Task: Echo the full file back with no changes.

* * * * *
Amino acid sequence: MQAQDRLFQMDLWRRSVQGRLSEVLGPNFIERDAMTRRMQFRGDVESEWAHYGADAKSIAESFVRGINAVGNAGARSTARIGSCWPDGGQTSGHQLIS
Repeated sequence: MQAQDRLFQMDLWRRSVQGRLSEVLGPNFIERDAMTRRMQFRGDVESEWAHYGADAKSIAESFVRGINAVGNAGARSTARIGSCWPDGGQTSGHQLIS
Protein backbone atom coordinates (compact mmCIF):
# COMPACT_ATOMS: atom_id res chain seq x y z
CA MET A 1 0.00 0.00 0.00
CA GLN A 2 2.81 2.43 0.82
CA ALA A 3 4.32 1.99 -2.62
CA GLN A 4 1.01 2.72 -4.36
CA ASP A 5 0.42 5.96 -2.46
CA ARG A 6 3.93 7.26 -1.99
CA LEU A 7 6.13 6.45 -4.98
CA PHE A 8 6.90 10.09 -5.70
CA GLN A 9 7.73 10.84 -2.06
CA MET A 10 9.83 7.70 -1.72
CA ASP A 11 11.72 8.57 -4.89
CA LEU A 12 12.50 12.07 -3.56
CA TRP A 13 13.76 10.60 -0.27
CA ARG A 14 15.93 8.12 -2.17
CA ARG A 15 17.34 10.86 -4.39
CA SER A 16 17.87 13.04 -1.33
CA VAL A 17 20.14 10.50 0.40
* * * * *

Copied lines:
Amino acid sequence: MQAQDRLFQMDLWRRSVQGRLSEVLGPNFIERDAMTRRMQFRGDVESEWAHYGADAKSIAESFVRGINAVGNAGARSTARIGSCWPDGGQTSGHQLIS
Repeated sequence: MQAQDRLFQMDLWRRSVQGRLSEVLGPNFIERDAMTRRMQFRGDVESEWAHYGADAKSIAESFVRGINAVGNAGARSTARIGSCWPDGGQTSGHQLIS
Protein backbone atom coordinates (compact mmCIF):
# COMPACT_ATOMS: atom_id res chain seq x y z
CA MET A 1 0.00 0.00 0.00
CA GLN A 2 2.81 2.43 0.82
CA ALA A 3 4.32 1.99 -2.62
CA GLN A 4 1.01 2.72 -4.36
CA ASP A 5 0.42 5.96 -2.46
CA ARG A 6 3.93 7.26 -1.99
CA LEU A 7 6.13 6.45 -4.98
CA PHE A 8 6.90 10.09 -5.70
CA GLN A 9 7.73 10.84 -2.06
CA MET A 10 9.83 7.70 -1.72
CA ASP A 11 11.72 8.57 -4.89
CA LEU A 12 12.50 12.07 -3.56
CA TRP A 13 13.76 10.60 -0.27
CA ARG A 14 15.93 8.12 -2.17
CA ARG A 15 17.34 10.86 -4.39
CA SER A 16 17.87 13.04 -1.33
CA VAL A 17 20.14 10.50 0.40